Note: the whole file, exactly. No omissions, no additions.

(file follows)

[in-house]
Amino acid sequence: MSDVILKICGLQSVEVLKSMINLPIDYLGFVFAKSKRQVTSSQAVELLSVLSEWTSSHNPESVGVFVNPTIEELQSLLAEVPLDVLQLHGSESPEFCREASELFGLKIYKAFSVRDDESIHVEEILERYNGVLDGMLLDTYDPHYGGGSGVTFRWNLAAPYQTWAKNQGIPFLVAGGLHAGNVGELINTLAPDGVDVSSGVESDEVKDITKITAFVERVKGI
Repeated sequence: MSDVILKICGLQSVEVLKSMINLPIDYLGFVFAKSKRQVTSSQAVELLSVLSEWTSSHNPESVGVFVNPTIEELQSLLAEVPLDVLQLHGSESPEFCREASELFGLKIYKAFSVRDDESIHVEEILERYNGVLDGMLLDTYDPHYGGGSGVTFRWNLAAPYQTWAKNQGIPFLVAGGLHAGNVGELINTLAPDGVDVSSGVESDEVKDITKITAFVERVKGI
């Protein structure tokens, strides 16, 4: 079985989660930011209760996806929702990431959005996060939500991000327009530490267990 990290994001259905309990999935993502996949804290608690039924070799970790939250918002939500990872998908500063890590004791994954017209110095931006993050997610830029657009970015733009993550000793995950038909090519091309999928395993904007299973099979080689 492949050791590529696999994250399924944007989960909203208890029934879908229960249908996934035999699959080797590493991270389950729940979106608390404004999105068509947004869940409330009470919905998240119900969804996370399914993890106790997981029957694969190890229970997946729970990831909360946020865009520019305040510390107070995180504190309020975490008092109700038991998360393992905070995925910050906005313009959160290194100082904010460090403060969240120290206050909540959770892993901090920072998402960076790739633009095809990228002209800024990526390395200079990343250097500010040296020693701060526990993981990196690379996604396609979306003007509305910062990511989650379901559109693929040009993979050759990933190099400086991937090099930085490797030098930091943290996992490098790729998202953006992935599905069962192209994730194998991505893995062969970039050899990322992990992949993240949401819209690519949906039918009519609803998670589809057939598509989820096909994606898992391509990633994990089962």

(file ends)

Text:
[in-house]
Amino acid sequence: MSDVILKICGLQSVEVLKSMINLPIDYLGFVFAKSKRQVTSSQAVELLSVLSEWTSSHNPESVGVFVNPTIEELQSLLAEVPLDVLQLHGSESPEFCREASELFGLKIYKAFSVRDDESIHVEEILERYNGVLDGMLLDTYDPHYGGGSGVTFRWNLAAPYQTWAKNQGIPFLVAGGLHAGNVGELINTLAPDGVDVSSGVESDEVKDITKITAFVERVKGI
Repeated sequence: MSDVILKICGLQSVEVLKSMINLPIDYLGFVFAKSKRQVTSSQAVELLSVLSEWTSSHNPESVGVFVNPTIEELQSLLAEVPLDVLQLHGSESPEFCREASELFGLKIYKAFSVRDDESIHVEEILERYNGVLDGMLLDTYDPHYGGGSGVTFRWNLAAPYQTWAKNQGIPFLVAGGLHAGNVGELINTLAPDGVDVSSGVESDEVKDITKITAFVERVKGI
């Protein structure tokens, strides 16, 4: 079985989660930011209760996806929702990431959005996060939500991000327009530490267990 990290994001259905309990999935993502996949804290608690039924070799970790939250918002939500990872998908500063890590004791994954017209110095931006993050997610830029657009970015733009993550000793995950038909090519091309999928395993904007299973099979080689 492949050791590529696999994250399924944007989960909203208890029934879908229960249908996934035999699959080797590493991270389950729940979106608390404004999105068509947004869940409330009470919905998240119900969804996370399914993890106790997981029957694969190890229970997946729970990831909360946020865009520019305040510390107070995180504190309020975490008092109700038991998360393992905070995925910050906005313009959160290194100082904010460090403060969240120290206050909540959770892993901090920072998402960076790739633009095809990228002209800024990526390395200079990343250097500010040296020693701060526990993981990196690379996604396609979306003007509305910062990511989650379901559109693929040009993979050759990933190099400086991937090099930085490797030098930091943290996992490098790729998202953006992935599905069962192209994730194998991505893995062969970039050899990322992990992949993240949401819209690519949906039918009519609803998670589809057939598509989820096909994606898992391509990633994990089962």